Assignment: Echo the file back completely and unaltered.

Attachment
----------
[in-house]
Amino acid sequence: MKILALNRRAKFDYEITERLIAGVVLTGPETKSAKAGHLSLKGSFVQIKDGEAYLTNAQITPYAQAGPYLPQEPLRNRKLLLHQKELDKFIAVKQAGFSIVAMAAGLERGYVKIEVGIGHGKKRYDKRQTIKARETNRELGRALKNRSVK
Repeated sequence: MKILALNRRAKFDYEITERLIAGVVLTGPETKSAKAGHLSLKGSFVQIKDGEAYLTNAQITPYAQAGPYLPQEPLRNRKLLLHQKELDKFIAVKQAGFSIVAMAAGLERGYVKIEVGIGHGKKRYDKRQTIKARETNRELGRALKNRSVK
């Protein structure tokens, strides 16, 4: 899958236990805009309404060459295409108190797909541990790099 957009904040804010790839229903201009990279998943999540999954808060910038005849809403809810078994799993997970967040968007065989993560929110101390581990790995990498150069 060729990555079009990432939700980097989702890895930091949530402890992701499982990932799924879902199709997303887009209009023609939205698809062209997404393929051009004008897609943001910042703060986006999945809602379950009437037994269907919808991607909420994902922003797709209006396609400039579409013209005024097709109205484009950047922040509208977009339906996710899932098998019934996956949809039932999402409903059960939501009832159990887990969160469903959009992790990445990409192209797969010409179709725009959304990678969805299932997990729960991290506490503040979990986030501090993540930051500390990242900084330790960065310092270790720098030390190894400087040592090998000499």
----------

[in-house]
Amino acid sequence: MKILALNRRAKFDYEITERLIAGVVLTGPETKSAKAGHLSLKGSFVQIKDGEAYLTNAQITPYAQAGPYLPQEPLRNRKLLLHQKELDKFIAVKQAGFSIVAMAAGLERGYVKIEVGIGHGKKRYDKRQTIKARETNRELGRALKNRSVK
Repeated sequence: MKILALNRRAKFDYEITERLIAGVVLTGPETKSAKAGHLSLKGSFVQIKDGEAYLTNAQITPYAQAGPYLPQEPLRNRKLLLHQKELDKFIAVKQAGFSIVAMAAGLERGYVKIEVGIGHGKKRYDKRQTIKARETNRELGRALKNRSVK
């Protein structure tokens, strides 16, 4: 899958236990805009309404060459295409108190797909541990790099 957009904040804010790839229903201009990279998943999540999954808060910038005849809403809810078994799993997970967040968007065989993560929110101390581990790995990498150069 060729990555079009990432939700980097989702890895930091949530402890992701499982990932799924879902199709997303887009209009023609939205698809062209997404393929051009004008897609943001910042703060986006999945809602379950009437037994269907919808991607909420994902922003797709209006396609400039579409013209005024097709109205484009950047922040509208977009339906996710899932098998019934996956949809039932999402409903059960939501009832159990887990969160469903959009992790990445990409192209797969010409179709725009959304990678969805299932997990729960991290506490503040979990986030501090993540930051500390990242900084330790960065310092270790720098030390190894400087040592090998000499």